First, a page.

Foreign Affairs chairman: US military intervention in Venezuela 'not an option'

House Foreign Affairs Committee Chairman Eliot EngelEliot Lance EngelOvernight Defense: Army says it isn't investigating Vindman | White House outlines legal justification for Soleimani strike | Service member dies in Africa Trump administration outlines legal justification for Soleimani strike Pompeo to testify on Iran in February MORE (D-N.Y.) on Wednesday ruled out U.S. military intervention in Venezuela.

“I do worry about the president’s saber rattling, his hints that U.S. military intervention remains an option. I want to make clear to our witnesses and to anyone else watching: U.S. military intervention is not an option,” Engel said in his opening statement at a hearing on the political situation in Venezuela.

ADVERTISEMENT

Rep. Bill KeatingWilliam (Bill) Richard KeatingLawmakers spar over surveillance flight treaty with Russia Overnight Defense: Protests at Trump's NYC Veterans Day speech | House Dems release Pentagon official's deposition transcript | Lawmakers ask Trump to rescind Erdogan invite Bipartisan House members call on Trump to rescind Erdoğan invitation MORE (D-Mass.) asked Elliot Abrams, the United States' special representative for Venezuela, about whether other countries have discussed using military force in the country. Abrams said that he could not think of any.

President TrumpDonald John TrumpTrump suggests Sotomayor, Ginsburg should have to recuse themselves on 'Trump related' cases Sanders says idea he can't work with Republicans is 'total nonsense' Sanders releases list of how to pay for his proposals MORE has repeatedly floated using U.S. forces to push out Venezuelan President Nicolás Maduro. Earlier this month, he said U.S. military intervention in the country is an “option.”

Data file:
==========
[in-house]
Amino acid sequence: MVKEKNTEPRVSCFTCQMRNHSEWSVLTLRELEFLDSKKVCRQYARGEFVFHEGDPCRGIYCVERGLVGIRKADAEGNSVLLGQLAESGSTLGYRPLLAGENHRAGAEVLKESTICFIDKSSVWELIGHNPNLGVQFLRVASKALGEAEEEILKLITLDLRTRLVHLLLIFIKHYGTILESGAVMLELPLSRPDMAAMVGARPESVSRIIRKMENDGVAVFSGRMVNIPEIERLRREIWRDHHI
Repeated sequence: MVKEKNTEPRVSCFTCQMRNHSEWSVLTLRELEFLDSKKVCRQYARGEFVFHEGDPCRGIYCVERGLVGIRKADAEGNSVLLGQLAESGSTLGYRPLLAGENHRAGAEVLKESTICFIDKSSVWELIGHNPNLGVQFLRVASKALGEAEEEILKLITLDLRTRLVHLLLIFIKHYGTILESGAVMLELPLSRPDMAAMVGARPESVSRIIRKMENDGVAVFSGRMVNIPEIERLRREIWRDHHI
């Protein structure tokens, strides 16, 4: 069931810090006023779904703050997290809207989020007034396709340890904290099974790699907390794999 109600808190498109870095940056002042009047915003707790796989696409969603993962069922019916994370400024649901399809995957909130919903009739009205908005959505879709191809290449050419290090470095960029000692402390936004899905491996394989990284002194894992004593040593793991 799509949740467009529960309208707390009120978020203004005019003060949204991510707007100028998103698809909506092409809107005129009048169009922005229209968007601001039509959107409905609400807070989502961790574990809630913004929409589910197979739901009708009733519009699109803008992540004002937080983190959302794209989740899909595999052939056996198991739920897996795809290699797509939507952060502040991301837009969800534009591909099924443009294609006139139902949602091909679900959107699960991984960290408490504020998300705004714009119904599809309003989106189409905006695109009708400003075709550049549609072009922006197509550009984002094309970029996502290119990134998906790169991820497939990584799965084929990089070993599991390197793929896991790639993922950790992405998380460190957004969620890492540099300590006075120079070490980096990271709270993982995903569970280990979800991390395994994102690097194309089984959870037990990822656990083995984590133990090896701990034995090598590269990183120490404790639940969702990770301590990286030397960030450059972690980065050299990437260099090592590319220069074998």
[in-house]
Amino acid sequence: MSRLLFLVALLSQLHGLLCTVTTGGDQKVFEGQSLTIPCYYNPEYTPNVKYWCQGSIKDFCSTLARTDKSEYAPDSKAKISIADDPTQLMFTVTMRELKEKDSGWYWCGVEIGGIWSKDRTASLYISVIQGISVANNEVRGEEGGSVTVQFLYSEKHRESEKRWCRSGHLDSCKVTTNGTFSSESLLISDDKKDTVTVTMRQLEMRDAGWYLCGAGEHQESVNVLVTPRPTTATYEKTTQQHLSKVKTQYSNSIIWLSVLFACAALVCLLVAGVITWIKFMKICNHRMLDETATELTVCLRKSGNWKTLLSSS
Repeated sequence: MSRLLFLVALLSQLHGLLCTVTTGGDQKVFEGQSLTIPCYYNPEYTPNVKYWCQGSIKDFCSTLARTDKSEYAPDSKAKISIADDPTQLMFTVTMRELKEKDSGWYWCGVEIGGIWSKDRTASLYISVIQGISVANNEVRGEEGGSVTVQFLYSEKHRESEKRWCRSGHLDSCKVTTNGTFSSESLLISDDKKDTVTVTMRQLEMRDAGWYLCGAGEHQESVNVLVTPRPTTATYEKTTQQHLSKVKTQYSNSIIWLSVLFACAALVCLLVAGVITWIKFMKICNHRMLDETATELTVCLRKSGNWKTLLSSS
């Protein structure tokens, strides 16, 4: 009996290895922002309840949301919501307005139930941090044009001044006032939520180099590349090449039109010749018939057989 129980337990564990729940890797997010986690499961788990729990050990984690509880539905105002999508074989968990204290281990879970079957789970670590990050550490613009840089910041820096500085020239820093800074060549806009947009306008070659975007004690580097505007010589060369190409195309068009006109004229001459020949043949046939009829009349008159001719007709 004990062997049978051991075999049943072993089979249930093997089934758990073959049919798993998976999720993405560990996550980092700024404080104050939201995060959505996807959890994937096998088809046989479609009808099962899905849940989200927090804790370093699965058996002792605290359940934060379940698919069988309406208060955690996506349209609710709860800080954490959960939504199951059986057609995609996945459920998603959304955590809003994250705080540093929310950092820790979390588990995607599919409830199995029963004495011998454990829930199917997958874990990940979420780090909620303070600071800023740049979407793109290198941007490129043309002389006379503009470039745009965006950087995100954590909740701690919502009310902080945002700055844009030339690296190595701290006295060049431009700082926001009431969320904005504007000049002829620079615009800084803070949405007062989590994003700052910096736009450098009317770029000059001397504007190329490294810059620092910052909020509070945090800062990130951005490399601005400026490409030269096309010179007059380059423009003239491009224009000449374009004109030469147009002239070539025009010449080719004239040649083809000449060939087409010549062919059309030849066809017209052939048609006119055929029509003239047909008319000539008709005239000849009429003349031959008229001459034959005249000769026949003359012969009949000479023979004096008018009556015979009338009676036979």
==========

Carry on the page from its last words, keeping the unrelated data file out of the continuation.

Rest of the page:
Rep. David CicillineDavid Nicola CicillineTrump's intel moves spark Democratic fury Trump adviser presses House investigators to make Bezos testify Hillicon Valley: US hits Huawei with new charges | Judge orders Pentagon to halt 'war cloud' work amid Amazon challenge | IRS removes guidance on Fortnite game currency MORE (D-R.I.) urged Abrams to tell the administration to make it clear that military intervention is off of the table.

The increase in pressure on Venezuela and threats of intervention come after National Assembly leader Juan Guaidó declared himself interim president last month. The U.S. immediately recognized him as the legitimate president of the country. Canada, the Organization of American States, Brazil, Argentina, Chile and Colombia all followed suit.

Guaidó gave an interview with AFP earlier this month in which he refused to rule out allowing U.S. forces to help push Maduro out of power.

Guaidó told AFP that he would do “everything that is necessary ... to save human lives” while acknowledging that U.S. intervention is “a very controversial subject," the outlet reported.

Sen. James InhofeJames (Jim) Mountain InhofeGOP chairman after Africa trip: US military drawdown would have 'real and lasting negative consequences' Overnight Energy: Controversial Trump adviser reportedly returning to EPA | Delta aims to be first carbon neutral airline | Dem senator gives EPA D-minus on 'forever chemicals' Architect of controversial EPA policies to return as chief of staff: report MORE (R-Okla.), chairman of the Senate Armed Services Committee, said Tuesday that the military may have to intervene in Venezuela if Russia places weapons there.

Engel made it clear, however, that the Democratic-controlled House would not support such a move.